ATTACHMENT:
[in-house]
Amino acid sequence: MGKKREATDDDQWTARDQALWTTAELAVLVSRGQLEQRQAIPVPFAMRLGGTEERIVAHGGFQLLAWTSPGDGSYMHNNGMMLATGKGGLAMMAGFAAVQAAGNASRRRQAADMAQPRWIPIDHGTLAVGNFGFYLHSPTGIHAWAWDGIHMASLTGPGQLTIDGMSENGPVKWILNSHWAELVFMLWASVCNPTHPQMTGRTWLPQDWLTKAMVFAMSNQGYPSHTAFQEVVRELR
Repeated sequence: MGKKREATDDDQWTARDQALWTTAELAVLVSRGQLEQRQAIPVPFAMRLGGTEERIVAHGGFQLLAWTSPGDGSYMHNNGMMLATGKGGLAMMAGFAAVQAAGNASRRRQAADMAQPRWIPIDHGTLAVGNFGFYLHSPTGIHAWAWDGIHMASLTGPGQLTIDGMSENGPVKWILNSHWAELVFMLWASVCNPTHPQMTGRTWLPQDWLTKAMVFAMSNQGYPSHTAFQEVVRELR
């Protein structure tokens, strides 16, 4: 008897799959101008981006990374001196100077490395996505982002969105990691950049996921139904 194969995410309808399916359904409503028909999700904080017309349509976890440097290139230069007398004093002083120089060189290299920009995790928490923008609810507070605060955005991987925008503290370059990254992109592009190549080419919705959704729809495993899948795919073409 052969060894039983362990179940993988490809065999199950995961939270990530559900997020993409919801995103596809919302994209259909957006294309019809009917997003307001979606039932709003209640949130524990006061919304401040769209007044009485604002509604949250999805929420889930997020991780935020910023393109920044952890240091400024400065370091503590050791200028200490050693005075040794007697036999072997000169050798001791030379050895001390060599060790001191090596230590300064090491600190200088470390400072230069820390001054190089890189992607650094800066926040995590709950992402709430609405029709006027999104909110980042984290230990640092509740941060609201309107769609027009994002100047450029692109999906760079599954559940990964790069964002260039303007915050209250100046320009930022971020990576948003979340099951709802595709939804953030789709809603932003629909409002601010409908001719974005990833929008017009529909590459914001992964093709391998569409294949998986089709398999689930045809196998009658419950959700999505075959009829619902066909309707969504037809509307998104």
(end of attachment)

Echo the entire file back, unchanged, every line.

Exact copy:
[in-house]
Amino acid sequence: MGKKREATDDDQWTARDQALWTTAELAVLVSRGQLEQRQAIPVPFAMRLGGTEERIVAHGGFQLLAWTSPGDGSYMHNNGMMLATGKGGLAMMAGFAAVQAAGNASRRRQAADMAQPRWIPIDHGTLAVGNFGFYLHSPTGIHAWAWDGIHMASLTGPGQLTIDGMSENGPVKWILNSHWAELVFMLWASVCNPTHPQMTGRTWLPQDWLTKAMVFAMSNQGYPSHTAFQEVVRELR
Repeated sequence: MGKKREATDDDQWTARDQALWTTAELAVLVSRGQLEQRQAIPVPFAMRLGGTEERIVAHGGFQLLAWTSPGDGSYMHNNGMMLATGKGGLAMMAGFAAVQAAGNASRRRQAADMAQPRWIPIDHGTLAVGNFGFYLHSPTGIHAWAWDGIHMASLTGPGQLTIDGMSENGPVKWILNSHWAELVFMLWASVCNPTHPQMTGRTWLPQDWLTKAMVFAMSNQGYPSHTAFQEVVRELR
């Protein structure tokens, strides 16, 4: 008897799959101008981006990374001196100077490395996505982002969105990691950049996921139904 194969995410309808399916359904409503028909999700904080017309349509976890440097290139230069007398004093002083120089060189290299920009995790928490923008609810507070605060955005991987925008503290370059990254992109592009190549080419919705959704729809495993899948795919073409 052969060894039983362990179940993988490809065999199950995961939270990530559900997020993409919801995103596809919302994209259909957006294309019809009917997003307001979606039932709003209640949130524990006061919304401040769209007044009485604002509604949250999805929420889930997020991780935020910023393109920044952890240091400024400065370091503590050791200028200490050693005075040794007697036999072997000169050798001791030379050895001390060599060790001191090596230590300064090491600190200088470390400072230069820390001054190089890189992607650094800066926040995590709950992402709430609405029709006027999104909110980042984290230990640092509740941060609201309107769609027009994002100047450029692109999906760079599954559940990964790069964002260039303007915050209250100046320009930022971020990576948003979340099951709802595709939804953030789709809603932003629909409002601010409908001719974005990833929008017009529909590459914001992964093709391998569409294949998986089709398999689930045809196998009658419950959700999505075959009829619902066909309707969504037809509307998104």